(2) Acts done by the curator after his or her appointment in respect of the property are binding on the missing person and the heirs, personal representatives and assignees of the missing person.

(3) The custody and management of the property of a missing person is a trust.

(4) The curator is a trustee within the meaning of sections 88, 89, 91, 96, 98 and 100 of the Trustee Act and those sections apply to a curator appointed under this Act.

Sale of property

4  Except with the prior approval of the Supreme Court, a curator appointed under this Act has no power to sell or mortgage any of the property of the missing person to which the appointment applies if the value of the portion of the property to be sold or the amount to be raised by mortgage exceeds $100.

Disposition of money

5  A curator appointed under this Act must use and dispose of the money coming into the curator's hands from the property of the missing person as directed by the Supreme Court.

Actions by and against curator

6  (1) With the approval of the Supreme Court, a curator may sue and be sued in respect of the property of the missing person or a portion of it to which the appointment applies.

(2) In any action it is not necessary for the curator to prove the continued existence or mental capacity of the missing person.

Removal of curator and appointment of new curator

7  (1) On the application of any person, the Supreme Court may remove from office a curator appointed under this Act, and may appoint any other person to be curator instead.

(2) The order appointing a new curator may limit or vary the restrictions already imposed or impose new restrictions.

(3) The person removed from office must at once submit to the court a true inventory and account of the property which has come into the person's hands or under the person's control by reason of the appointment and of the person's dealings with it.

(4) The court may discharge the retiring curator on the passing of accounts under the provisions for the passing of accounts of trustees under the Trustee Act.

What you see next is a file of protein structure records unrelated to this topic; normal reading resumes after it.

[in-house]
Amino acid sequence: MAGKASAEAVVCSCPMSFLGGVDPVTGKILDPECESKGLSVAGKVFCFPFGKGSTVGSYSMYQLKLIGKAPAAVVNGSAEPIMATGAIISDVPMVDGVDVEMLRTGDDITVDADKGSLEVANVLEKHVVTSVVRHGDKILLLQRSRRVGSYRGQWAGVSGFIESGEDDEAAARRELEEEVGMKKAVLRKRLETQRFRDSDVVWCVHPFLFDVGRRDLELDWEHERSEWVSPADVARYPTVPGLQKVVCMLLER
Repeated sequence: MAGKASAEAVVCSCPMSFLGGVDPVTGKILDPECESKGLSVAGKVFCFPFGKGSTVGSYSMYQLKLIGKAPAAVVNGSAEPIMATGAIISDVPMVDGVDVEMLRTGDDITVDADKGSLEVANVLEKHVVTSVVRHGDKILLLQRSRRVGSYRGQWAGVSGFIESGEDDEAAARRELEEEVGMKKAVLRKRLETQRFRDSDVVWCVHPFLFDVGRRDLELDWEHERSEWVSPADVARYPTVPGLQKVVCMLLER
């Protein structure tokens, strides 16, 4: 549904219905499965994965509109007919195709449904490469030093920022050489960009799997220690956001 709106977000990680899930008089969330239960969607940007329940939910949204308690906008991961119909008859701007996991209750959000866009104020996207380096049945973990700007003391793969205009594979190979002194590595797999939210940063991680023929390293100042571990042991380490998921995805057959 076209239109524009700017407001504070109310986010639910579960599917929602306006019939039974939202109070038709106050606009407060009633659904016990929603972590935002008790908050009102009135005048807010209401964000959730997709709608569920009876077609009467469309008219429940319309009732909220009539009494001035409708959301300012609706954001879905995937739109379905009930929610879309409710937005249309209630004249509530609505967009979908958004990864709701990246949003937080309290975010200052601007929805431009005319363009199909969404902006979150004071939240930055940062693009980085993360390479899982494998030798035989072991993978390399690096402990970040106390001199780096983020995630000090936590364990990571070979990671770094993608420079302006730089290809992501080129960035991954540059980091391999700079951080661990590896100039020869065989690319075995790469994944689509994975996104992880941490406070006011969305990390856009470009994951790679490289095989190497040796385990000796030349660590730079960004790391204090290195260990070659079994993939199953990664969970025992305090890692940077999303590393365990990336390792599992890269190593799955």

(5) The new curator has the same rights and powers as if appointed as the original curator.

Power to vary orders

8  The Supreme Court may vary an order made by it under this Act.

Discharge of curator on termination of office

9  If the person ceases to be a missing person, or on the issue of a representation grant, the Supreme Court, on application to it, and on the accounts of the curator being passed in accordance with the provisions for the passing of accounts of trustees under the Trustee Act, may discharge the curator appointed under this Act in respect of the property of the person.

Effect of filing order in land title office

10  An office copy of the order appointing a curator or other order made under this Act is, when filed in any land title office, sufficient evidence to the Registrar of Titles of the authority of the curator to deal with the property as mentioned in it.

Effect of appointment on powers of attorney

11  On the appointment of a curator of the property or part of the property of a missing person, all authority given by the missing person before the person's disappearance in respect of the property or part of it, whether by power of attorney or otherwise, is immediately cancelled and void, but nothing in this Act invalidates any act done by any person under authority from the missing person up to the time of that person learning of the appointment of the curator.

Repealed

12  [Repealed 2010-6-19.]